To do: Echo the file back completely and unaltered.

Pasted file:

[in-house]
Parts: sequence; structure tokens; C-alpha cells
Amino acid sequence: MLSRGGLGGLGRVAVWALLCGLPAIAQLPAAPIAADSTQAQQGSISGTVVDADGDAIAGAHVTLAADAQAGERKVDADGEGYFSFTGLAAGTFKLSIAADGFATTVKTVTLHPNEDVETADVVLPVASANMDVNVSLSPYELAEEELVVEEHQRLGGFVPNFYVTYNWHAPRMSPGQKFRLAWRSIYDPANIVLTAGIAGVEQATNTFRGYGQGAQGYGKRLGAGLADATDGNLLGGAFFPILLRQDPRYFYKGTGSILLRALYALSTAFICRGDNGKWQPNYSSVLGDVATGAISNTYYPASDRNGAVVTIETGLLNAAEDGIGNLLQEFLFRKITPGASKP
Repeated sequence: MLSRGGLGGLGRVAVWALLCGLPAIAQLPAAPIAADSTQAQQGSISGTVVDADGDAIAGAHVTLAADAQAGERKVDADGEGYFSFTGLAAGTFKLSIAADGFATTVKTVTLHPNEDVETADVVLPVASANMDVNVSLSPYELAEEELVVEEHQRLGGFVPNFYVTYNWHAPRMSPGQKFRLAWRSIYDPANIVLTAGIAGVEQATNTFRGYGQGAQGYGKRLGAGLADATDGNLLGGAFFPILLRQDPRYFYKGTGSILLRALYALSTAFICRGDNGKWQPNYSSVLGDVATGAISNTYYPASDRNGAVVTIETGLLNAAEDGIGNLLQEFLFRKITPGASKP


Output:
[in-house]
Parts: sequence; structure tokens; C-alpha cells
Amino acid sequence: MLSRGGLGGLGRVAVWALLCGLPAIAQLPAAPIAADSTQAQQGSISGTVVDADGDAIAGAHVTLAADAQAGERKVDADGEGYFSFTGLAAGTFKLSIAADGFATTVKTVTLHPNEDVETADVVLPVASANMDVNVSLSPYELAEEELVVEEHQRLGGFVPNFYVTYNWHAPRMSPGQKFRLAWRSIYDPANIVLTAGIAGVEQATNTFRGYGQGAQGYGKRLGAGLADATDGNLLGGAFFPILLRQDPRYFYKGTGSILLRALYALSTAFICRGDNGKWQPNYSSVLGDVATGAISNTYYPASDRNGAVVTIETGLLNAAEDGIGNLLQEFLFRKITPGASKP
Repeated sequence: MLSRGGLGGLGRVAVWALLCGLPAIAQLPAAPIAADSTQAQQGSISGTVVDADGDAIAGAHVTLAADAQAGERKVDADGEGYFSFTGLAAGTFKLSIAADGFATTVKTVTLHPNEDVETADVVLPVASANMDVNVSLSPYELAEEELVVEEHQRLGGFVPNFYVTYNWHAPRMSPGQKFRLAWRSIYDPANIVLTAGIAGVEQATNTFRGYGQGAQGYGKRLGAGLADATDGNLLGGAFFPILLRQDPRYFYKGTGSILLRALYALSTAFICRGDNGKWQPNYSSVLGDVATGAISNTYYPASDRNGAVVTIETGLLNAAEDGIGNLLQEFLFRKITPGASKP